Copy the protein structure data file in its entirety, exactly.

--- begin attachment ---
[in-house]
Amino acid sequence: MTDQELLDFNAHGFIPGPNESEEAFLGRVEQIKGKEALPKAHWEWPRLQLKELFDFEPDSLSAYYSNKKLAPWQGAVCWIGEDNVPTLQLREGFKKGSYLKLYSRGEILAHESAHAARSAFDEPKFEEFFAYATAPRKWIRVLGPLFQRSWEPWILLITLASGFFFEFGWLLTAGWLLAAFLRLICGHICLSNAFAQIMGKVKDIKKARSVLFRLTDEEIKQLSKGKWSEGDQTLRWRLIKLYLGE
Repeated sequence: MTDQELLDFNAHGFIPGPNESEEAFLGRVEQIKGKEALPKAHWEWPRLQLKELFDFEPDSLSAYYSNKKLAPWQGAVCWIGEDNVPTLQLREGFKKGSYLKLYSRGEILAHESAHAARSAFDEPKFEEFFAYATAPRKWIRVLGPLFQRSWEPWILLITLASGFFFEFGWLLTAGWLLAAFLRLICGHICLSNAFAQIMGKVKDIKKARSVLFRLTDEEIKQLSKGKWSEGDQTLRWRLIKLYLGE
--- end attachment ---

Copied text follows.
[in-house]
Amino acid sequence: MTDQELLDFNAHGFIPGPNESEEAFLGRVEQIKGKEALPKAHWEWPRLQLKELFDFEPDSLSAYYSNKKLAPWQGAVCWIGEDNVPTLQLREGFKKGSYLKLYSRGEILAHESAHAARSAFDEPKFEEFFAYATAPRKWIRVLGPLFQRSWEPWILLITLASGFFFEFGWLLTAGWLLAAFLRLICGHICLSNAFAQIMGKVKDIKKARSVLFRLTDEEIKQLSKGKWSEGDQTLRWRLIKLYLGE
Repeated sequence: MTDQELLDFNAHGFIPGPNESEEAFLGRVEQIKGKEALPKAHWEWPRLQLKELFDFEPDSLSAYYSNKKLAPWQGAVCWIGEDNVPTLQLREGFKKGSYLKLYSRGEILAHESAHAARSAFDEPKFEEFFAYATAPRKWIRVLGPLFQRSWEPWILLITLASGFFFEFGWLLTAGWLLAAFLRLICGHICLSNAFAQIMGKVKDIKKARSVLFRLTDEEIKQLSKGKWSEGDQTLRWRLIKLYLGE